Napoles et al v. Rogers et al

Filing 37

ORDER GRANTING 19 20 Motions to Dismiss, DISMISSING Petition for Writ of Habeas Corpus, and DENYING Request to Stay signed by District Judge Dale A. Drozd on 7/7/2017. CASE CLOSED. (Sant Agata, S)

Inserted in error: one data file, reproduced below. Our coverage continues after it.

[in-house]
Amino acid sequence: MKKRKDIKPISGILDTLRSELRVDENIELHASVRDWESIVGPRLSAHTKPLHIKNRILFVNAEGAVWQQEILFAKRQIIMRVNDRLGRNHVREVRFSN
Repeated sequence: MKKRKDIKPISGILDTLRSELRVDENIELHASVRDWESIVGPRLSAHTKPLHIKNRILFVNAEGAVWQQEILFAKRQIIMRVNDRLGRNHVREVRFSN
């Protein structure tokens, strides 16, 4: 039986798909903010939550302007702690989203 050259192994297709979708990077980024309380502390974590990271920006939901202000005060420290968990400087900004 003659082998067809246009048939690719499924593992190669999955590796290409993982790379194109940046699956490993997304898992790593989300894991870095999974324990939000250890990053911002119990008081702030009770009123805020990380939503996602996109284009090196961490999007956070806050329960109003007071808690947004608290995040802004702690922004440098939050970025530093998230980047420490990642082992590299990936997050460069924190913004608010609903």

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1 2 3 4 5 6 7 8 UNITED STATES DISTRICT COURT 9 FOR THE EASTERN DISTRICT OF CALIFORNIA 10 11 12 13 RON NAPOLES, LAURINE NAPOLES, RICK NAPOLES, JAMES NAPOLES, MARK NAPOLES, DEBRA WILLIAMS, and WADE WILLIAMS, Petitioners, 14 15 16 17 18 19 20 21 22 v. DESTIN ROGERS, JEFF ROMERO, BRIAN PONCHO, EARLEEN WILLIAMS, and WILLIAM BILL VEGA, in their individual and official capacities as representative of the Bishop Paiute Tribal Council; BISHOP PAIUTE TRIBAL COUNCIL; and Tribal Court Judge BILL KOCKENMEISTER, in his individual official capacity, No. 16-cv-01933-DAD-JLT ORDER GRANTING MOTIONS TO DISMISS, DISMISSING PETITION FOR WRIT OF HABEAS CORPUS, AND DENYING REQUEST TO STAY (Doc. Nos. 18, 19, 20, 24, 30) Respondents. On December 27, 2016, petitioners in this action filed a petition for writ of habeas corpus 23 pursuant to the Indian Civil Rights Act, 25 U.S.C. § 1303,. (Doc. No. 1.) On January 28, 2017, 24 they filed an amended petition which is now the operative pleading in this case. (Doc. No. 10.) 25 On May 5, 2017, respondents Poncho, Rogers, Romero, Vega, and Williams (collectively, the 26 “Tribal Council respondents”) and respondent Kockenmeister, a tribal court judge, separately 27 moved to dismiss the amended petition. (Doc. Nos. 19, 20.) Following the filing of oppositions, 28 replies, objections and a motion to strike, oral argument on the motions to dismiss was heard by 1 1 the court on June 20, 2017. Attorneys Andrea Seielstad and Jack Duran appeared at that hearing 2 on behalf of petitioners, attorney Anna Kimber appeared on behalf of the Tribal Council 3 respondents, and attorney Michael Vinding appeared on behalf of respondent Kockenmeister. 4 For the reasons that follow, respondents’ motions to dismiss will be granted. 5 BACKGROUND 6 At the core of this case is an intra-tribal dispute regarding the ownership of certain parcels 7 of land on the Bishop Paiute reservation located in eastern California. The amended petition 8 alleges petitioners were unlawfully detained by respondents when they were denied access to 9 their family land and were cited for trespass when attempting to enter the disputed land.1 10 Petitioners are all descendants of Ida Warlie, who purportedly received an assignment of eleven 11 lots on the Bishop Paiute reservation in 1941, in exchange for relinquishing possession of other 12 land in Inyo County. These lots were purportedly then assigned to her descendants, petitioners 13 here, following her death. According to petitioners, a land assignment ordinance enacted by the 14 members of the Bishop, Big Pine, and Lone Pine Reservations in 1962 validated all prior land 15 assignments, including Ms. Warlie’s. This ordinance was enacted by the Owens Valley Board of 16 Trustees, which governs a number of tribes now living in the Owens Valley of California, 17 including those on the Bishop Paiute reservation. 18 According to petitioners, the Bishop Paiute Tribal Council was constituted after Ms. 19 Warlie’s original assignment of these lots in 1941, and has only limited powers that do not 20 include the ability to transfer, rescind, or otherwise interfere with the land grants. Nevertheless, 21 sometime around 2006, the Tribal Council allegedly seized certain blocks of the land previously 22 granted to Ms. Warlie—now owned by petitioners here—for the purpose of expanding a casino, 23 adding parking, and constructing a hotel. In July 2007, the Owens Valley Board of Trustees 24 apparently cancelled an assignment of land made to Karen Gail Manuelito, a descendant of Ms. 25 Warlie through whom petitioners Ron Napoles, James Napoles, and Wade Williams claim they 26 1 27 28 These background facts are largely undisputed by the parties, and are taken as true for purposes of resolving the pending motions to dismiss. Savage v. Glendale Union High Sch., 343 F.3d 1036, 1039 n.2 (9th Cir. 2003) (noting a facial attack on jurisdiction under Rule 12(b)(1) confines the inquiry to the allegations in the complaint). 2 1 received their land assignment. In May 2013, the chairman of the Owens Valley Board of 2 Trustees informed petitioners that surveyors would be establishing boundaries and fencing for 3 expanded casino parking on the land. Petitioners denied the surveyors access to the land and 4 were then issued the first of a number of trespass citations. 5 These trespass citations have been the subject of extensive litigation in the tribal courts 6 and form the basis for this federal habeas petition. Specifically, respondent tribal court judge 7 Kockenmeister held an evidentiary hearing with respect to trespass citations issued to petitioners 8 in 2013 and filed a decision in June 2014, affirming the citations. Subsequently, the tribal 9 appellate court reversed this decision and remanded the matter back to the tribal court for further 10 fact-finding. Thereafter, the Tribal Council respondents moved to dismiss the trespass citations 11 and they were dismissed with prejudice in October 2016. Petitioners believe this dismissal by the 12 tribal court of the trespass citations originally issued in 2013 precludes the parties from re- 13 litigating the question of whether petitioners trespassed on the land in question and, therefore, 14 serves as a determination that they are the rightful owners of the disputed land parcels. 15 However, in September 2016, shortly prior to the dismissal of the citations issued in 2013, 16 the Tribal Council respondents published a notice concerning the planned casino and hotel 17 expansion, which they anticipated would start in March 2017. In November 2016, the Tribal 18 Council respondents also issued a press release indicating they believed the dismissal of the 19 earlier trespass citations did not dictate the outcome of any future proceedings. Indeed, a few 20 days later, the Tribal Council respondents caused the tribal police and officers from the Inyo 21 County Sheriff’s Office to issue new trespass and nuisance citations to petitioners. The 22 petitioners contend that numerous other acts of aggression on the part of the Tribal Council 23 respondents occurred around this time, including: (1) petitioners being threatened with having 24 their livestock and buildings destroyed; (2) the service of the trespass and nuisance citations on 25 them being conducted in such a way as to cause embarrassment and intimidation; (3) certain 26 petitioners being suspended without pay from their jobs with the tribe in retaliation; and (4) one 27 petitioner ultimately being fired in retaliation. 28 ///// 3 1 According to petitioners, on November 22, 2016, respondent tribal court judge 2 Kockenmeister issued an ex parte temporary restraining order preventing petitioners from 3 entering the disputed land, purportedly under the federal Violence Against Women Act 4 (“VAWA”).2 When petitioners filed a writ of mandamus with the tribal appellate court in mid- 5 December 2016, they were informed the Tribal Council respondents had cancelled the tribal 6 appellate court’s contract.3 Petitioners then filed this action in the federal court. 7 Since the filing of the petition pending before this court, proceedings remain ongoing in 8 the tribal courts. Respondent tribal court judge Kockenmeister dismissed the round of citations 9 issued to petitioners in November 2016 and vacated his November 22, 2016 temporary restraining 10 order on March 21, 2017. (Doc. No. 18 at 3.) Thereafter, however, petitioners were cited for 11 trespassing onto the disputed property on April 1, 2017, April 2, 2017, and April 18, 2017. (Id. at 12 2–3.) It is unclear what the status of these more recently issued citations is in the tribal courts. 13 Petitioners also apparently sought to have the tribal court reopen the 2013 trespass citations 14 following the voluntary dismissal of those citations. Respondent tribal court judge 15 Kockenmeister declined to do so and petitioners thereafter appealed that decision to the newly- 16 reconstituted tribal appellate court at some point after May 5, 2017.4 According to respondents, 17 that appeal was dismissed by petitioners on June 5, 2017. (Doc. No. 28.) In addition, 18 respondents represent that the citations issued to petitioners are purely civil in nature, and that 19 petitioners can only be fined and not incarcerated pursuant to those citations. 20 21 On May 5, 2017, the same day petitioners moved to stay these proceedings, respondents moved to dismiss the petition for habeas relief now pending before this court,. (Doc. Nos. 18, 19, 22 23 24 25 2 There are no allegations in petitioners’ first amended petition explaining whether or how the VAWA is related to this case. Respondents’ counsel suggested at oral argument on the pending motions that this reference may have been included merely because the tribal court utilized a form order. 3 26 27 28 It appears the Bishop Paiute tribe contracts with the Intra-Tribal Court of Southern California for an appellate court, and does not have its own appellate court. 4 Petitioners filed a request to stay the proceedings before this court on May 5, 2017, pending resolution of the case or cases before the Tribal Court. (Doc. No. 18.) 4 1 20.) Oppositions to the motion to dismiss were filed on June 5, 2017. (Doc. Nos. 25, 26.)5 2 Respondents replied on June 13, 2017. (Doc. Nos. 32, 34.) A hearing on the motions was held 3 on June 20, 2017. For the reasons set forth below, the court will grant respondents’ motions to 4 dismiss. 5 LEGAL STANDARD Jurisdiction over this action is premised upon 25 U.S.C. § 1303, which states that “[t]he 6 7 privilege of the writ of habeas corpus shall be available to any person, in a court of the United 8 States, to test the legality of his detention by order of an Indian tribe.” This provision is part of 9 Title I of the Indian Civil Rights Act of 1968 (“ICRA”). See Santa Clara Pueblo v. Martinez, 436 10 U.S. 49, 51 (1978); Tavares v. Whitehouse, 851 F.3d 863, 870 (9th Cir. 2017). The ICRA’s 11 accompanying provisions have been held not to imply a cause of action against tribal leaders, and 12 therefore the habeas provision is the sole cause of action contemplated by the statute. Santa 13 Clara Pueblo, 436 U.S. at 60–62; Trans-Canada Enterprises, Ltd. v. Muckleshoot Indian Tribe, 14 634 F. 2d 474, 476 (9th Cir. 1980). Thus, under § 1303 federal courts this statute federal courts 15 are authorized only to address properly filed applications for habeas relief and are not granted 16 general jurisdiction to consider appeals from the decisions of tribal courts addressing other 17 matters. See Jeffredo v. Macarro, 599 F.3d 913, 915 (9th Cir. 2010); see also Tavares, 851 F.3d 18 at 876; Alto v. Black, 738 F.3d 1111, 1122 (9th Cir. 2013) (“[W]e have regularly declined to 19 exercise jurisdiction over cases in which individuals are seeking an order mandating BIA 20 involvement in tribal enrollment decisions.”) Of course, physical custody is the prototypical form 21 of detention contemplated to be challenged in a habeas action. However, just as with the “in 22 custody” requirement of other habeas statutes, detention within the meaning of § 1303 is 23 24 25 26 27 28 5 Rather than respond separately to the motions to dismiss, petitioners elected to combine their oppositions and divide them by argument, resulting in one opposition exceeding the page limit imposed by this court’s standing order. (See Doc. No. 26.) Three days after their filing of the over-sized brief, petitioners filed a request to exceed the page limit. (Doc. No. 30.) Respondents opposed this request on June 12, 2017, requesting that the court strike all of petitioners’ opposition briefs and refuse to consider them. (Doc. No. 31.) Because the court finds that respondents were not prejudiced in any way, petitioners’ request to exceed the page limit will be granted. The court has considered all briefs submitted as well as the oral arguments advanced by counsel in rendering this decision. 5 1 somewhat more expansive than merely physical custody. See Poodry v. Tonawanda Band of 2 Seneca Indians, 85 F.3d 874, 893–895 (2d. Cir. 1996) (requiring the petitioners to identify only 3 “severe restraints on their liberty”). The Ninth Circuit, however, has recently interpreted the 4 “detention” requirement under § 1303 in a more restrictive manner than the “in custody” 5 requirement found in other federal habeas statutes. See Tavares v. Whitehouse, 851 F.3d 863, 6 876–77 (9th Cir. 2017) (“We view Congress’s choice of ‘detention’ rather than ‘custody’ in 7 § 1303 as a meaningful restriction on the scope of habeas jurisdiction under the ICRA.”); see also 8 id at 871–73 (“At the time Congress enacted the ICRA, ‘detention’ was generally understood to 9 have a meaning distinct from and, indeed, narrower than ‘custody.’”); see also Jeffredo, 599 F.3d 10 at 918; Moore v. Nelson, 270 F.3d 789, 791 (9th Cir. 2001) (“There is no reason to conclude that 11 the requirement of ‘detention’ set forth in the Indian Civil Rights Act § 1303 is any more lenient 12 than the requirement of ‘custody’ set forth in the other federal habeas statutes.”). 13 ANALYSIS 14 Respondents move to dismiss the pending petition, arguing that petitioners are not subject 15 to “detention” within the meaning of 25 U.S.C. § 1303. (Doc. No. 19 at 13–14; Doc. No. 20-1 at 16 14–15.) Petitioners argue at great length that they are in fact subject to “detention” as a result of 17 the issuance of the citations within the meaning of that statute. (Doc. No. 26 at 13–38.) In this 18 regard, petitioners argue that physical custody is not required for a person to be detained and they 19 need only be subject to a “severe actual or potential restraint on liberty.” According to 20 petitioners, they are subject to such a restraint on their liberty because the tribal court may 21 continue to fine them for trespassing on the disputed land which they claim is rightfully theirs. 22 Petitioners contend that this is tantamount to their partial permanent banishment, in the sense that 23 they are permanently banished from the land they claim belongs to them.6 This contention is set 24 6 25 26 27 28 Petitioners also assert that the exercise of habeas jurisdiction by this federal court is proper under a “judicial control and restraint” theory, because the tribal court previously imposed fines and a temporary protective order against them even though subsequently vacated or dismissed. (Doc. No. 26 at 18–20.) Petitioners point to the decision in Dry v. CFR Court of Indian Offense for Choctaw Nation, 168 F.3d 1207 (10th Cir. 1999) as establishing this “judicial control and restraint” theory of jurisdiction. The court finds petitioners’ reliance on the decision in Dry to be misplaced. In that case, the Tenth Circuit sought to determine whether the district court had a 6 1 forth in the amended petition itself in which petitioners allege: 2 A restraint tantamount to custody exists in the instant case because the Respondents decided to forcibly remove the Petitioners and their belongings, including their cattle, from their lands forever, and there is no legal authority that allows the Respondents to do so. 3 4 5 6 (Doc. No. 26 at 21.) Two foundational principles guide this court’s application of the statute: the concepts of 7 “tribal sovereignty and congressional primacy in Indian affairs.” Tavares, 851 F.3d at 869. 8 Because of these principles, federal courts are to “refrain from interpreting federal statutes in a 9 way that limits tribal autonomy unless there are ‘clear indications’ that Congress intended to do 10 so.” Id. (quoting Santa Clara Pueblo, 436 U.S. at 60); see also Jeffredo, 599 F.3d at 918 (“Given 11 the often vast gulf between tribal traditions and those with which federal courts are more 12 intimately familiar, the judiciary should not rush to create causes of action that would intrude on 13 these delicate matters.”) (quoting Santa Clara Pueblo, 436 U.S. at 72 n. 32). The ICRA, in 14 particular was designed to serve two competing interests, namely (1) the “objective of 15 strengthening the position of individual tribal members vis-à-vis the tribe”; and (2) promoting 16 “the well-established federal ‘policy of furthering Indian self-government.’” Santa Clara Pueblo, 17 436 U.S. at 62 (quoting Morton v. Mancari, 417 U.S. 535, 551 (1974)); see also Tavares, 851 18 F.3d at 870. 19 With these principles in mind, the court now turns to whether the petitioners in this case 20 have been subject to “detention” within the meaning of § 1303. Consistent with the conclusion 21 that “detention” in this context is more restrictive than the “in custody” requirement of other 22 habeas statutes, the Ninth Circuit has concluded that the following do not constitute a detention 23 within the meaning of § 1303: imposition of fines, Moore, 270 F.3d at 791; denial of access to 24 various facilities on a reservation, Jeffredo, 599 F.3d at 918–19; denial of quarterly monetary 25 distributions, Tavares, 851 F.3d at 870; and temporary (two to ten year) exclusion from all 26 27 28 jurisdiction under 28 U.S.C. § 2241. 168 F.3d at 1208. That statute is not at issue here. Indeed, § 2241 uses the language of “in custody” as opposed to “detention,” a distinction the Ninth Circuit has now found to be meaningful. See Tavares, 851 F.3d at 871–73. 7 1 reservation lands, id. at 878. District courts within the Ninth Circuit have similarly held that the 2 following acts are insufficient to comprise a detention within the meaning of the statute: (1) being 3 prevented from running for a tribal council member seat, Lewis v. White Mountain Apache Tribe, 4 No. CV-12-8073-PCT-SRB (DKD), 2013 WL 510111, at *6 (D. Ariz. Jan. 24, 2013); (2) being 5 prevented from reentering the reservation when the petitioner is a non-member of the tribe, Liska 6 v. Macarro, No. 08-CV-1872IEG (POR), 2009 WL 2424293, at *7–8 (S.D. Cal. Aug. 5, 2009); 7 (3) tribal eviction proceedings, Quitiquit v. Robinson Rancheria Citizens Bus. Council, No. C 11- 8 0983 PJH, 2011 WL 2607172, at *5 (N.D. Cal. July 1, 2011); (4) situations where disenrollment 9 from tribal membership did not affect the petitioners’ geographic movement, Quair v. Sisco, No. 10 1:02-cv-5891 DFL, 2007 WL 1490571, at *3–4 (E.D. Cal. May 21, 2007); and (5) being 11 permanently banished from a reservation pursuant to a civil proceeding, Alire v. Jackson, 65 F. 12 Supp. 2d 1124, 1127–28 (D. Ore. 1999).7 As noted above, the Ninth Circuit has recently stated that the meaning of “detention” as it 13 14 is used in § 1303 is much narrower than that espoused by petitioners here. In Tavares, the court 15 explained why Congress’s use of the term “detention” was to be understood differently than the 16 phrase “in custody” used in other federal habeas statutes: Specifically, “detention” was commonly defined to require physical confinement. See, e.g., Preiser v. Rodriguez, 411 U.S. 475, 484–85, 93 S.Ct. 1827, 36 L.Ed.2d 439 (1973) (equating “detention” and “physical confinement”); see also Ballentine’s Law Dictionary 343 (3d ed. 1969) (defining “detention” as “[h]olding one arrested on a charge of crime”). By contrast, “custody” had a more fluid definition: while it meant “physical control of the person,” it did not require physical confinement or imprisonment. Id. at 300. Instead, a person was in custody for habeas purposes if there was “restraint of [that] person by another [such] that the latter can produce the body of the former at a hearing as directed by writ or order.” Id. In other words, at the time of the ICRA’s enactment, detention was understood as a subset of custody. 17 18 19 20 21 22 23 24 851 F.3d at 871.8 25 7 26 27 28 The Ninth Circuit in Tavares declined to decide whether § 1303 applies only to detentions resulting from criminal proceedings. 851 F.3d at 873 n.12. 8 The legislative history of the statute indicated Congress was predominantly concerned with the administration of criminal justice by Native American tribes. 851 F.3d at 873. 8 In arguing for a broader definition of “detention” under § 1303, petitioners rely primarily 1 2 upon the Second Circuit’s decision in Poodry. In that case, the court concluded that complete and 3 permanent disenrollment from a tribe and banishment from a reservation could constitute such a 4 severe punishment that it would qualify as a “detention” under § 1303 and thus be susceptible to 5 challenge by way of habeas petition in federal court under that provision. 85 F.3d at 895–97 6 (analogizing banishment and tribal disenrollment to denaturalization and denationalization 7 punishments). However, following the decision in Poodry the Ninth Circuit has recognized both 8 that the Second Circuit itself has limited its reach and that, at least in this circuit, the only 9 punishment short of physical confinement that could potentially rise to the level of detention as 10 required by § 1303 is permanent banishment. Tavares, 851 F.3d at 875–76 (“Unlike the Second 11 Circuit, we distinguished between disenrollment and banishment, and recognized that there is no 12 federal habeas jurisdiction over tribal membership disputes.”).9 While the Ninth Circuit had 13 earlier suggested agreement with the decision in Poodry to the extent it found that § 1303 requires 14 “a severe actual or potential restraint on liberty,” Jeffredo, 599 F.3d at 919 (quoting Poodry, 85 15 F.3d at 880), the decision in Tavares now makes it abundantly clear that any extension of 16 “detention” under § 1303 beyond actual physical custody must be narrowly construed by courts 17 of this circuit. Indeed, the banishment at issue in Tavares was found insufficient to constitute 18 detention—despite the fact that it barred the petitioners from entering any tribal land, including 19 their own homes—because it was only temporary, lasting for ten years for some of the petitioners 20 and two years for others. Tavares, 841 F.3d at 867–68. Here, petitioners argue they have been “permanently banished” from their land because 21 22 they risk being issued additional citations if they reenter the property under dispute, and that this 23 is sufficient to constitute “detention” under § 1303 under the holding in Tavares. The court takes 24 as true that petitioners have been cited previously for trespass, though many of these disputes 25 9 26 27 28 Notably, the Ninth Circuit did not affirmatively hold permanent banishment qualified as a detention under § 1303; it merely declined to entirely foreclose that possibility. Tavares, 851 F.3d at 875 (“[W]e do not need to decide whether to adopt Poodry’s conclusion that tribal banishment orders amount to ‘detention’ under § 1303, because even under Poodry’s logic, the Second Circuit limited habeas jurisdiction only to permanent banishment orders, not temporary exclusion orders like those in this case.”). 9 1 have been resolved in petitioners’ favor in the tribal courts, and that they received renewed 2 trespass citations as recently as April of this year. However, plaintiffs are not currently detained, 3 have never been in physical custody, and cannot face such confinement as a result of the issuance 4 of these citations. Even if petitioners’ complaints of foul play may have merit, their allegations 5 are nonetheless simply insufficient to support a finding that a “detention” has occurred within the 6 meaning of § 1303. See Tavares, 851 F.3d at 875–76 (suggesting that, absent physical custody, 7 only permanent banishment could satisfy detention requirement); Jeffredo, 599 F.3d at 918–19 8 (denial of access to various facilities on reservation is not detention); Moore, 270 F.3d at 791 9 (fines do not constitute detention); Quitiquit, 2011 WL 2607172, at *5 (tribal eviction 10 proceedings do not constitute a detention); see also Lac Vieux Desert Band of Lake Superior 11 Chippewa Indians Tribal Council v. Lac Vieux Desert Band of Lake Superior Indians Tribal 12 Court, No. 2-10-cv-223, 2010 WL 3909957, at *2 (W.D. Mich. Sept. 14, 2010) (finding no 13 jurisdiction under the ICRA where the petitioners had been temporarily detained and then 14 released from custody). Even to the extent petitioners fear the issuance of additional trespass 15 citations or exclusion from the disputed land, these concerns are insufficient to confer habeas 16 jurisdiction upon this court. Cf. Maleng v. Cook, 490 U.S. 488, 491–93 (1989) (concluding that a 17 petitioner is not “in custody” for purposes of a federal habeas statute, 28 U.S.C. § 2241, after 18 expiration of his sentence “merely because of the possibility that the prior conviction will be used 19 to enhance the sentences imposed for any subsequent crimes”); Williamson v. Gregoire, 151 F.3d 20 1180, 1184 (9th Cir. 1998) (Addressing a habeas petition filed pursuant to 28 U.S.C. § 2241 and 21 observing that “[w]e do not think that the mere potential for future incarceration, without any 22 present restraint on liberty, can satisfy the ‘in custody’ requirement.”). 23 Finally, even under the decision in Poodry, petitioners’ argument regarding partial 24 permanent banishment—that they have been permanently banished from their own lands—does 25 not support their claim that they have been detained. In Poodry, the Second Circuit found 26 permanent banishment and disenrollment sufficient to constitute detention because it analogized 27 such actions to the stripping of citizenship in denaturalization and denationalization proceedings. 28 85 F.3d at 895–96. That is quite dissimilar from what is alleged by petitioners here, which more 10 1 closely resembles a takings claim than a denaturalization or denationalization. Petitioners cite no 2 authority, and the court has identified none, suggesting that § 1303 gives federal courts sitting in 3 habeas the jurisdiction to resolve intra-tribal land ownership disputes. 4 CONCLUSION Because the court concludes that petitioners have not been subjected to “detention” within 5 6 the meaning of § 1303, it lacks jurisdiction over this habeas action.10 Respondents’ motions to 7 dismiss the pending petition for a writ of habeas corpus (Doc. Nos. 19, 20) are granted, and the 8 writ of habeas corpus is dismissed.11 Petitioner’s motion to strike certain declarations (Doc. No. 9 24) and request for stay (Doc. No. 18) are denied as having been rendered moot. Finally, the 10 Clerk of the Court is directed to close this case. 11 IT IS SO ORDERED. 12 Dated: 13 July 7, 2017 UNITED STATES DISTRICT JUDGE 14 15 16 17 18 19 20 21 22 23 24 25 10 Given this conclusion, the court need not reach respondents’ arguments regarding exhaustion and immunity. 11 26 27 28 No certificate of appealability (“COA”) need be issued here. The requirement to obtain a COA is imposed by statute. See Slack v. McDaniel, 529 U.S. 473, 478 (2000). The statute only requires COAs for final orders in habeas corpus proceedings arising “out of process issued by a State court” or from final orders in proceedings under 28 U.S.C. § 2255. 28 U.S.C. § 2253. This action involves neither. 11